Volume 1, Issue 3 (December 2023) – 1 articles

Cover Story (View full-size image):
Polymer electrolyte membrane fuel cells are one of the promising energy conversion devices for realization of carbon neutral society. In particular, anion exchange membrane fuel cells are advantageous over proton exchange membrane fuel cells for lowering cost of the total devices because of possible use of abundant transition metals as electrocatalysts. One of the technical issues associated with anion exchange membrane fuel cells is the durability of the membranes, mechanical and chemical instability under the fuel cell operating conditions. We in this study approach this issue by reinforcing our previously developed anion exchange membranes (partially fluorinated, ether free polymers with pendent ammonium head groups) with porous polyethylene substrate. The reinforced membranes exhibit improved mechanical properties, and accordingly better fuel cell performance and durability. The membranes are expected to be applicable to other related energy devices such as electrolyzers and batteries.  View this manuscript

Article

25 September 2023

Anion Exchange Membrane Reinforced with Polyethylene Substrate for Alkaline Fuel Cell Applications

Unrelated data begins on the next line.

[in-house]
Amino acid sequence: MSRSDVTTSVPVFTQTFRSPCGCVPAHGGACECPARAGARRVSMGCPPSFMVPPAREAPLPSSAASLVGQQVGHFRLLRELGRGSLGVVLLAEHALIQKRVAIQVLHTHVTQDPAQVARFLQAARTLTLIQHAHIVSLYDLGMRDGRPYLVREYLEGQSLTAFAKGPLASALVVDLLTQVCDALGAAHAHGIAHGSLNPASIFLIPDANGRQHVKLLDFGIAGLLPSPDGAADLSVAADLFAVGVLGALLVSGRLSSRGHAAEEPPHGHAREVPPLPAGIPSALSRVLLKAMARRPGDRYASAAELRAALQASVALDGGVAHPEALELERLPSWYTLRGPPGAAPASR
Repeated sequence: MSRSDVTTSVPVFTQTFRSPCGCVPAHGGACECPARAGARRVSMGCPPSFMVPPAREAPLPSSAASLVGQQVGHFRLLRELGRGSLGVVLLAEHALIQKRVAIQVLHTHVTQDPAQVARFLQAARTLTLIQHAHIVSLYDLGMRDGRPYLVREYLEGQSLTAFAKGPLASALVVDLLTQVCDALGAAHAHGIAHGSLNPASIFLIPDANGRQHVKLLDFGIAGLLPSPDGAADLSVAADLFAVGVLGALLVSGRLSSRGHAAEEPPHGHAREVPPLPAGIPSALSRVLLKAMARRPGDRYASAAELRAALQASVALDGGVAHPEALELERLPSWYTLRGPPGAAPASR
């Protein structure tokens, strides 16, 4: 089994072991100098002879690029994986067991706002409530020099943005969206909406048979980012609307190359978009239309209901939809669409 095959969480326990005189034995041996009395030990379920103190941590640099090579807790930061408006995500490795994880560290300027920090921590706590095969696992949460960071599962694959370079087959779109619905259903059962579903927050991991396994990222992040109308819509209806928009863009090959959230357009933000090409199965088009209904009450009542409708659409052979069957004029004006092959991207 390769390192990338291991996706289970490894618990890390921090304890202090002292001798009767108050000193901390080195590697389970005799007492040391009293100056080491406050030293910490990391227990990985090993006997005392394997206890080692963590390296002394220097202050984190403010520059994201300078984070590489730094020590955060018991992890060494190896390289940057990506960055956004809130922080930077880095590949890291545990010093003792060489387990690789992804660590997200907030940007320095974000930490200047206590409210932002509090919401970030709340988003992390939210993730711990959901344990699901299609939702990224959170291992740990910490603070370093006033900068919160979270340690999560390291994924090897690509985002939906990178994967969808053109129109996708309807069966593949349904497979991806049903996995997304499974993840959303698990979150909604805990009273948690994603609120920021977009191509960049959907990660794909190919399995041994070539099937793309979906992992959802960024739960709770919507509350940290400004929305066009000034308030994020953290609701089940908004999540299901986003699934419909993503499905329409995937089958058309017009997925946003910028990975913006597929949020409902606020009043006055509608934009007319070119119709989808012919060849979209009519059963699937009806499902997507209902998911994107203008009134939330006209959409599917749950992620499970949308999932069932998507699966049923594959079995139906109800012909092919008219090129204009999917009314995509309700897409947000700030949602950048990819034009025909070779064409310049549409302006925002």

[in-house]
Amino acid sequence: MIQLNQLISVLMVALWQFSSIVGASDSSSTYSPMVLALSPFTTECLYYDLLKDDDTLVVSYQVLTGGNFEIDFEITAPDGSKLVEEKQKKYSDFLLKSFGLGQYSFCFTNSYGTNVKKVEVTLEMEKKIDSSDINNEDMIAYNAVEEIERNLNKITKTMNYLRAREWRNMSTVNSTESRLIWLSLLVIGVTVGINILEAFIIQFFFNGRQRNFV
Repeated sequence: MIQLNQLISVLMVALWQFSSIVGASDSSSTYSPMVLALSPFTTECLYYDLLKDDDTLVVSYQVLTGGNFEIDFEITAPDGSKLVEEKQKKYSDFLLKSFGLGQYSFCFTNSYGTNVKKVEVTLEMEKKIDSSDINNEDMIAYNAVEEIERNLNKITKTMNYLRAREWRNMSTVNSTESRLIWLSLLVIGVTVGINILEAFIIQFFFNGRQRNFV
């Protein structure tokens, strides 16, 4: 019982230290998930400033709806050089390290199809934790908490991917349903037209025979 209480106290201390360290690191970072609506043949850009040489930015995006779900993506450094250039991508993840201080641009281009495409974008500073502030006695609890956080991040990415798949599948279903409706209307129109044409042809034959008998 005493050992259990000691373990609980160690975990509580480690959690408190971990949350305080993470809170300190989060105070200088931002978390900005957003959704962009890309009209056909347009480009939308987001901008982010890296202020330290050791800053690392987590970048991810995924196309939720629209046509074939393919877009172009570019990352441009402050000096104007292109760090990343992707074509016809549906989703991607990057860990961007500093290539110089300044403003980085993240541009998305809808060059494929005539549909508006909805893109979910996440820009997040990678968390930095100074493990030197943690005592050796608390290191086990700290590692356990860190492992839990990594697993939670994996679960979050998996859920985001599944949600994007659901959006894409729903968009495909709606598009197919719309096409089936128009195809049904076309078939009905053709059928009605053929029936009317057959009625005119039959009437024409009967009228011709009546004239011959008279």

To enhance mechanical robustness of our in-house anion exchange membrane (QPAF-4), the reinforcement technique was applied using ozone-treated, porous polyethylene (PE) thin film (Toray SETELA) as a substrate. Homogenous and flexible reinforced membranes (QPAF-4-PE, 15–20 µm thick) were obtained by bar-coating method. The cross-sectional SEM image and EDS analysis revealed triple-layered (sandwich-like) structure without detectable pinholes. The QPAF-4-PE with ion exchange capacity (IEC) of 1.48 meq·g−1 exhibited lower water uptake (15 wt% at 90% relative humidity) and slightly lower hydroxide ion conductivity (71 mS·cm−1 at 80 ℃) than those of the pristine QPAF-4 (IEC = 1.84 meq·g−1, 25 wt% water uptake and 82 mS·cm−1 of the conductivity). The reinforced QPAF-4-PE exhibited slightly higher viscoelasticity (particularly, in MD direction) due to the suppressed water absorbability. Furthermore, the elongation at break increased by 9.8% in TD direction and 6.3% in MD direction. An H2/O2 fuel cell using QPAF-4-PE as membrane was investigated at different back-pressure, in which the cell with 100 kPa back-pressure onto the cathode side only achieved the maximum performance (176 mW·cm−2 at current density of 364 mA·cm−2) and the longest durability for (>200 h) at a constant current density of 100 mA·cm−2 maintaining 0.43 V of the cell voltage (67% remaining). The durability was eight times longer than that with ambient pressure and two times longer than that with back-pressure on both sides.

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